TRAINING

FBS athletic performance coach: Don’t designate specific days for testing

By Dan Guttenplan, FNF Coaches Editor

Brian Johnson agreed to become the Cal head football athletic performance coach in January. Johnson has spent the previous 11 seasons on strength and conditioning staffs at FBS schools and in the NFL. Most recently, he served as director of strength and conditioning at Arizona (2018-20), where he heavily implemented sports science while also working as a liaison between the football program and the Center for Innovation in Brain Science.

Johnson and his staff don’t have set testing days on the calendar. Instead, he tries to keep the players peaking at all times.

“I’m not huge on saying, ‘Circle this date for a one-rep max.’,” Johnson said. “I take the approach that if you stay ready, you never have to get ready.”

Johnson tests players using force plates, jump mats and GPS wearables to determine their readiness for exerting themselves in the weight room or on the field.

“If they’re feeling good and want to hit a PR after practice, they know they can come in and do that,” Johnson said. “We know we’re preparing them to play every Saturday. We don’t want them to be good for one day. For us to be successful, we need to be good 12 days. We need to peak all of those days.”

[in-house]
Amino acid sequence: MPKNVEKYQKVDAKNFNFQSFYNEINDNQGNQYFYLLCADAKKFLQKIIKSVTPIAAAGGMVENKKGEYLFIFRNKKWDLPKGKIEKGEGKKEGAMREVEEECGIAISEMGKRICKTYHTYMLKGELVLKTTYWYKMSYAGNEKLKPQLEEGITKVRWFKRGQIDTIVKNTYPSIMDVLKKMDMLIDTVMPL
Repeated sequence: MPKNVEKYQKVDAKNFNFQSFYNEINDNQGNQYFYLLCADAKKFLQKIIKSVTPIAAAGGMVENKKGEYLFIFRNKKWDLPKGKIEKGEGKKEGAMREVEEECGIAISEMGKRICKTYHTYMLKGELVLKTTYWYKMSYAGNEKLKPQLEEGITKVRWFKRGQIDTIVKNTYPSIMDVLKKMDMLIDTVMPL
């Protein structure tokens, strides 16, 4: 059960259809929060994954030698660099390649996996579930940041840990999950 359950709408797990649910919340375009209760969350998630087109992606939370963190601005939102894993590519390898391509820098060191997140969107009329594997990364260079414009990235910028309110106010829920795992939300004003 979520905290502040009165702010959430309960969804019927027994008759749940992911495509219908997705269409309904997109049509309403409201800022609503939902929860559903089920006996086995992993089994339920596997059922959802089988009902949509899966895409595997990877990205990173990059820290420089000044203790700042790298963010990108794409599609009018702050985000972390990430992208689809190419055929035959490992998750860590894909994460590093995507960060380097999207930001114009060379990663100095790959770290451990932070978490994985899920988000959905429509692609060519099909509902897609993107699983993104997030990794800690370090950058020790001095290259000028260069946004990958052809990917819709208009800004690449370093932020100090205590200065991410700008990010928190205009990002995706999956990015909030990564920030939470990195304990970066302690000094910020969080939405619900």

The two speed tests that Johnson prefers are 15- to 20-yard acceleration sprints and 30- to 40-yard measures of max velocity.

“In high school, those skill kids should probably be running track,” Johnson said. “At the high school level, they should be exposed to all kinds of stimulus. Soft tissue injuries happen when the body shuts down because it hasn’t been exposed to that level of exertion. Limit the time you spend pushing the athletes, and don’t just take pride in kids crawling off the field on the field day of practice.”

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